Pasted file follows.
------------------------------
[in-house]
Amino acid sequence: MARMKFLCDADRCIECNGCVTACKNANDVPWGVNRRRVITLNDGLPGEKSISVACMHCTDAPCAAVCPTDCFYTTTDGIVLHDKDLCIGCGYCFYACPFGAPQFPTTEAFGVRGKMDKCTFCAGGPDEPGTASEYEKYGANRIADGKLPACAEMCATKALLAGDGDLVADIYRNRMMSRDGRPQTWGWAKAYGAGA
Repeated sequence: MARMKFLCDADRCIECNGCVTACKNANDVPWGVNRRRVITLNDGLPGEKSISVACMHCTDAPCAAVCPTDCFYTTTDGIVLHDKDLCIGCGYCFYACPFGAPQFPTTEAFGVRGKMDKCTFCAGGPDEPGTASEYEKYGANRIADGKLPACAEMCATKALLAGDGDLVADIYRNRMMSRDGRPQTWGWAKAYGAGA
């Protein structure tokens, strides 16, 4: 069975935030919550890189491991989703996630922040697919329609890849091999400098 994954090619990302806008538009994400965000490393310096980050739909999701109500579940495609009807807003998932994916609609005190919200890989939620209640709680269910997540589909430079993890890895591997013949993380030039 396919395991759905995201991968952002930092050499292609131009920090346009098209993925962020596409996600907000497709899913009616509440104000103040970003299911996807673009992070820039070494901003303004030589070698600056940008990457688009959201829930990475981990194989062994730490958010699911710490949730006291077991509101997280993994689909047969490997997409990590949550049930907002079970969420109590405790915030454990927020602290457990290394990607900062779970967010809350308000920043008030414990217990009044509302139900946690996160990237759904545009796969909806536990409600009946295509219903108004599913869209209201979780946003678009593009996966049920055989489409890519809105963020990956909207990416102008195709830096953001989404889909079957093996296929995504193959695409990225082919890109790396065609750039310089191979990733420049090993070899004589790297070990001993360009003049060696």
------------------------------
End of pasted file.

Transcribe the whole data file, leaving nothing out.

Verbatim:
[in-house]
Amino acid sequence: MARMKFLCDADRCIECNGCVTACKNANDVPWGVNRRRVITLNDGLPGEKSISVACMHCTDAPCAAVCPTDCFYTTTDGIVLHDKDLCIGCGYCFYACPFGAPQFPTTEAFGVRGKMDKCTFCAGGPDEPGTASEYEKYGANRIADGKLPACAEMCATKALLAGDGDLVADIYRNRMMSRDGRPQTWGWAKAYGAGA
Repeated sequence: MARMKFLCDADRCIECNGCVTACKNANDVPWGVNRRRVITLNDGLPGEKSISVACMHCTDAPCAAVCPTDCFYTTTDGIVLHDKDLCIGCGYCFYACPFGAPQFPTTEAFGVRGKMDKCTFCAGGPDEPGTASEYEKYGANRIADGKLPACAEMCATKALLAGDGDLVADIYRNRMMSRDGRPQTWGWAKAYGAGA
């Protein structure tokens, strides 16, 4: 069975935030919550890189491991989703996630922040697919329609890849091999400098 994954090619990302806008538009994400965000490393310096980050739909999701109500579940495609009807807003998932994916609609005190919200890989939620209640709680269910997540589909430079993890890895591997013949993380030039 396919395991759905995201991968952002930092050499292609131009920090346009098209993925962020596409996600907000497709899913009616509440104000103040970003299911996807673009992070820039070494901003303004030589070698600056940008990457688009959201829930990475981990194989062994730490958010699911710490949730006291077991509101997280993994689909047969490997997409990590949550049930907002079970969420109590405790915030454990927020602290457990290394990607900062779970967010809350308000920043008030414990217990009044509302139900946690996160990237759904545009796969909806536990409600009946295509219903108004599913869209209201979780946003678009593009996966049920055989489409890519809105963020990956909207990416102008195709830096953001989404889909079957093996296929995504193959695409990225082919890109790396065609750039310089191979990733420049090993070899004589790297070990001993360009003049060696």